In the early hours of Friday, January 24th, an industrial workplace accident startled thousands of Houstonians from their sleep. Residents woke to a roaring explosion originating from Watson Grinding & Manufacturing in Northwest Houston. The explosion, which was caused by propylene gas, claimed the lives of two employees and injured several other workers. The explosion marks the third serious workplace accident since 2015 at Watson Grinding & Manufacturing.
Nearby homes and businesses were not immune to the blast, which was felt by Houstonians as far as 14 miles away. At least 450 structures were either destroyed or damaged as a result of the explosion.
Houstonians have become all too familiar with industrial explosions and fires. A petrochemical terminal, Intercontinental Terminals Co. (ITC), caught fire in spring of 2019 and burned for days and caused air pollution across the city of Houston. One does not have to go back much further to discover another workplace accident involving an explosion or fire. Not even two years ago, nearly two-dozen workers were injured during explosion at a plastic fabrication company.
Taking Workplace Fire Safety Seriously
Houston workers are no strangers to dangerous occupations, as the city is home to the largest port in the nation and second largest in the world. Houston is also home to numerous industries that require skilled industrial and construction laborers. With the dominating oil and gas industry, construction demand, manufacturing plants, refineries and more, it’s hard to deter employees from occupations based on potential dangers.
Employers who purposefully implement and actively maintain federal fire safety guidelines and regulations could tremendously decrease the potential for workplace fires. The Occupational Safety and Health Administration (OSHA) estimates fires and explosions kill an average of 200 workers annually and injure more than 5,000 workers across all industries, with construction yielding the greatest number.
Common causes of workplace fires and explosions include:
- Flammable and combustible liquids
- Compressed gas cylinders
- Chemical tanks/drums
- Liquefied petroleum gas
- Explosive and blasting agents
- Temporary heating devices
- Heavy machinery
- Electric machinery malfunctions
When a conscious employer routinely inspects heavy equipment and machinery, the chances of catching a mechanical error increases while the potential dangers a worker could come in contact with decreases.
Eliminating Fire Risks
As stated above, participating and abiding by fire safety guidelines is necessary for maintaining a safe workplace. While federal safety regulations are in place, they are only as effective as their implementation. Employers have a responsibility to keep their employees’ safe while on the job and vice versa; employees have a responsibility to speak out against unsafe working conditions. Employees have the right to report employers who fail to comply with safety standards, putting workers at risk, without facing retaliation. OSHA outlines the following regulations employers must follow to be in compliance with federal safety standards:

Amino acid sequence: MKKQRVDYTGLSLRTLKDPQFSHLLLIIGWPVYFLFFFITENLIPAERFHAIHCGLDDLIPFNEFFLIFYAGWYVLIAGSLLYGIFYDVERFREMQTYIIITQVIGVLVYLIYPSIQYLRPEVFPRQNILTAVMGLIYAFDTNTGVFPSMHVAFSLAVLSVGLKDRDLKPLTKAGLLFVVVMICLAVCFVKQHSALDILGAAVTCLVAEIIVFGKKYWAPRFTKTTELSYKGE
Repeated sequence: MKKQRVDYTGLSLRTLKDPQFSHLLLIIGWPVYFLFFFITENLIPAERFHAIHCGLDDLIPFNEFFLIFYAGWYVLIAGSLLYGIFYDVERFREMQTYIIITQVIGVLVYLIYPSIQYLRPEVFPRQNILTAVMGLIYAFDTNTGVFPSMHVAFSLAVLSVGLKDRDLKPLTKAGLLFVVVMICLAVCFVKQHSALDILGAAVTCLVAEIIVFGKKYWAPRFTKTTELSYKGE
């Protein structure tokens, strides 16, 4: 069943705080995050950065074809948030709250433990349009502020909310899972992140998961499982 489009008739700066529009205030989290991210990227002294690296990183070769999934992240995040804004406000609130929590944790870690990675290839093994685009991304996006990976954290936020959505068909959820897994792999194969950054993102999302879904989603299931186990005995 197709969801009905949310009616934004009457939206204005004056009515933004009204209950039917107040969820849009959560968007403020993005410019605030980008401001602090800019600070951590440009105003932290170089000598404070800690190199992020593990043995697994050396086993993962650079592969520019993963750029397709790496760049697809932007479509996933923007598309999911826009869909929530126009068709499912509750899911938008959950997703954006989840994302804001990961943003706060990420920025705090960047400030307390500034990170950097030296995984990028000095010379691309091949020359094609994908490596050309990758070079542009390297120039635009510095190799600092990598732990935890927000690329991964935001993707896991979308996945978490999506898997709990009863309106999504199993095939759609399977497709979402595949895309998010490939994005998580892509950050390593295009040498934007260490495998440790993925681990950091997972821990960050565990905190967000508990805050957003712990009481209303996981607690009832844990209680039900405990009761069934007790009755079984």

General Duty Law
Employers must provide employees with a safe workspace free of hazards that could potentially kill or injure them. While OSHA cannot address all known workplace hazards, it can blanket them under this general safety rule.
Fire Prevention Plan
Employers must provide a plan for employees in case of a fire emergency. The plan should outline necessary action for reporting the emergency, an evacuation route, accounting for all employees in the case of an evacuation, and how to perform medical or rescue duties should the need arise. Employers should provide fire prevention equipment throughout the worksite, including fire extinguishers. It is also imperative to regularly inspect them.
Emergency Action Plan
In addition to the general duty law, employers must develop and adopt an emergency action plan for all employees. The plan should include procedures for reporting emergencies, an outlined evacuation route, a process for employees post-evacuation, and medical and rescue duties.
Houston Refinery Explosion Attorneys
Employers who fail to meet safety standards are knowingly putting their workers in danger and should be held liable for the harm caused by their negligence. When workplace injuries happen, it is common for employers to deny culpability, offer a low settlement, or refuse to offer any compensation at all. Texas workers and their loved ones deserve an attorney who will right for their rights and for full compensation for their injuries, lost wages, and other damages. Contact our experienced refinery injury attorneys today for your free consultation.